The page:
Create a fragrant and colorful centerpiece with fresh lime slices and blooming perennials. The trick to keeping the lime slices upright is to use two vases of varying sizes, fitting one inside of the other and filling in the space with 1/4-inch-thick lime slices. The luscious fruit and floral scents will last for two-to-three days.
While plants infuse an outdoor space with texture, shape and a lush layer of green, fresh-cut flowers add a punchy pop of color. During mild seasons, add a burst of life to your tabletop surfaces with fresh-cut floral arrangements. By cutting the stems at an angle under running water every other day and changing out the water daily, you can extend the life of the flowers by one to two weeks.
Vibrant spring flowers become the star of the show when displayed in handmade vases for Mom. Pick up a ready-made bouquet from the local flower market, or form your own arrangement to add a splash of color to the table.
Why we love it: Dark leaves provide consistent season-long color in planting beds. Cut stems of this shrub are terrific in bouquets. Pretty spring flowers open in pink shades. Look for different sizes of dark-leaf ninebark, including dwarf and miniature versions.
Add an evergreen shrub that also brings a burst of fragrance with its pretty pink blooms. Spring flowering is the heaviest, but blossoms continue to form through summer and early fall. Compact plants grow 2 to 3 feet tall and wide. Hardy in Zones 6-9. Botanical name: Daphne x transatlantica ‘BLAFRA’
Once known as false forget-me-nots, brunnera are shade-loving plants with blue flowers like this variety, 'Henry's Eyes'. These perennials open in early spring and make great companions for hostas, pink and white bleeding hearts, early tulips and other spring-flowering bulbs. Grow your plants in fertile, moist soil, and don't let them dry out.
Korean spice viburnum is beloved for its wonderful fragrance that can perfume an entire yard in mid-spring. Flower clusters start with pink buds that open to reveal white blossoms. Korean spice viburnum also has good fall color with red leaves and is deer resistant. Spice Baby viburnum is a tidy size that suits even the smallest yard, growing 42 to 60 inches tall and wide. Hardy in Zones 4-8.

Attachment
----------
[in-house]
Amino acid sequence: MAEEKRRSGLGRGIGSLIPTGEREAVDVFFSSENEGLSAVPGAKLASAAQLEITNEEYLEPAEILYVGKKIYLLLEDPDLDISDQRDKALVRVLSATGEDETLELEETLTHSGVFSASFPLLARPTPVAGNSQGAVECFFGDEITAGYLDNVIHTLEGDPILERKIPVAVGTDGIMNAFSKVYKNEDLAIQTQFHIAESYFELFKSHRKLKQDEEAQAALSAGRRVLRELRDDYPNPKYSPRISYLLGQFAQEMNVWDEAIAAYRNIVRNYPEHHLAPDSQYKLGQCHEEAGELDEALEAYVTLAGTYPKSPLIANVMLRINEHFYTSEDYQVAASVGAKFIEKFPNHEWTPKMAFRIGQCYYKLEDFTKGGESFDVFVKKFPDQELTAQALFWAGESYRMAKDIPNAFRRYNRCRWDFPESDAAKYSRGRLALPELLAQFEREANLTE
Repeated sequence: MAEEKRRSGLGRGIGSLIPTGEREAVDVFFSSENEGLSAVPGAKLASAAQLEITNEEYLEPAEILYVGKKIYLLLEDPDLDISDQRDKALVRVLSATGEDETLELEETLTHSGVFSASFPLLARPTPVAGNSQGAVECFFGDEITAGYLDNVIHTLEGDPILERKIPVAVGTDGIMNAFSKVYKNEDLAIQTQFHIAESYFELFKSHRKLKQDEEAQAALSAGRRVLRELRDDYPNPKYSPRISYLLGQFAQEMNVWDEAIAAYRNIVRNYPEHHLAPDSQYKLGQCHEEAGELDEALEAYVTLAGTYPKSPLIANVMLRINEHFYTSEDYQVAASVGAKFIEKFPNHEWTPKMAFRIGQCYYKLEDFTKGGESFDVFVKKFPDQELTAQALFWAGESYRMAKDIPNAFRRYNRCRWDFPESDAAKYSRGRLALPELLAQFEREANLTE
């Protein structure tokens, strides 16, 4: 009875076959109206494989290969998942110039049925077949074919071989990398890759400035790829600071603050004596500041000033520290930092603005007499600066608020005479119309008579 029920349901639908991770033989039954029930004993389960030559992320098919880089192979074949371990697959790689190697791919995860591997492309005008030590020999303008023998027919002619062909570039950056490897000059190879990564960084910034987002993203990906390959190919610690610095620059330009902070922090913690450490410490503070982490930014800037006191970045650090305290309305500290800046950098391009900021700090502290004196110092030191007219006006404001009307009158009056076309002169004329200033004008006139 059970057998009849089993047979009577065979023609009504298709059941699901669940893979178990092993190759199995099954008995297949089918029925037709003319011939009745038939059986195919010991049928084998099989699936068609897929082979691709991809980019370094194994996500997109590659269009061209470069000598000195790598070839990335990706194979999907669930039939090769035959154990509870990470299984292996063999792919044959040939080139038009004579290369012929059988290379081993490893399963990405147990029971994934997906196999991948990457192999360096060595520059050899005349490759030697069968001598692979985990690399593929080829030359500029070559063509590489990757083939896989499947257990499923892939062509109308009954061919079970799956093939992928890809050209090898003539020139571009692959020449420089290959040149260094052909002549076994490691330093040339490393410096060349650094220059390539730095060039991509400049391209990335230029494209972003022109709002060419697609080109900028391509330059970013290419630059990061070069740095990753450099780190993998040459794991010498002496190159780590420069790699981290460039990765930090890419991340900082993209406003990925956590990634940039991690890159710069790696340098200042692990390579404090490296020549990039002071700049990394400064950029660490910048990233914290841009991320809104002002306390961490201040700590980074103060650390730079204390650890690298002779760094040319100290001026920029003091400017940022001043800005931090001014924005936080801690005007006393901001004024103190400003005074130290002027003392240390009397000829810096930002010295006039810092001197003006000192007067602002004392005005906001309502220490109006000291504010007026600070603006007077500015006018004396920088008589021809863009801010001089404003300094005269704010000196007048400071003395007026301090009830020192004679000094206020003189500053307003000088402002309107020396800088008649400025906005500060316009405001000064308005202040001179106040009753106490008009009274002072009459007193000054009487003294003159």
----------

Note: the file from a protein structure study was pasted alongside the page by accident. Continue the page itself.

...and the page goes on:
Cheerful daffodils are classic spring flowers. For a natural look, toss them around your yard or landscape and plant them where they fall. Choose big, healthy bulbs and plant them 6" deep about 2 to 4 weeks before your ground freezes. They need sun to part sun and will come back year after year; they're hardy in USDA zones 3-8. 'Sunshine Boys,' pictured here, is a blend of early-blooming daffodils.
Spice Girl viburnum is a selection of Korean spice viburnum, which is beloved for its wonderful fragrance that can perfume an entire yard in mid-spring. Flower clusters start with pink buds that open to reveal white blossoms. Spice Girl viburnum dazzles with bright red fall color and is deer resistant. Give it a spot in light shade to full sun. Spice Girl viburnum grows 6 to 7 feet tall and 7 to 8 feet wide. Hardy in Zones 4-8.
Meet a dogwood that blends disease resistance with small stature (no pruning required!). Venus dogwood is the result of a cross between Pacific dogwood (Cornus nuttallii) and Korean dogwood (Cornus kousa). The resulting beauty features 6-inch-wide spring flowers, red berry-like fruits in autumn and red fall color. Birds flock to this dogwood to gobble the fruit, making it a must-have in a wildlife or bird garden. Size: Up to 15 to 20 feet tall and wide. Hardy in Zones 5-9.
Most cooks value fresh garlic, and many a gardener also enjoys its large spring Allium flowers. The ones that grow best locally are often shared between gardeners, who plant individual cloves in the fall and harvest and dry the bulbs the following spring.
If you’re having trouble finding true-blue flowers for your garden, look for muscari, or grape hyacinths. Hardy in zones 4-8, these little bulbs, which are available in white and various shades of blue and purple, like full sun and soil that drains easily. They mix beautifully with other spring-blooming flowers, such as daffodils and tulips. Plant them in the fall, 2-3” deep, spacing them every 3-4”.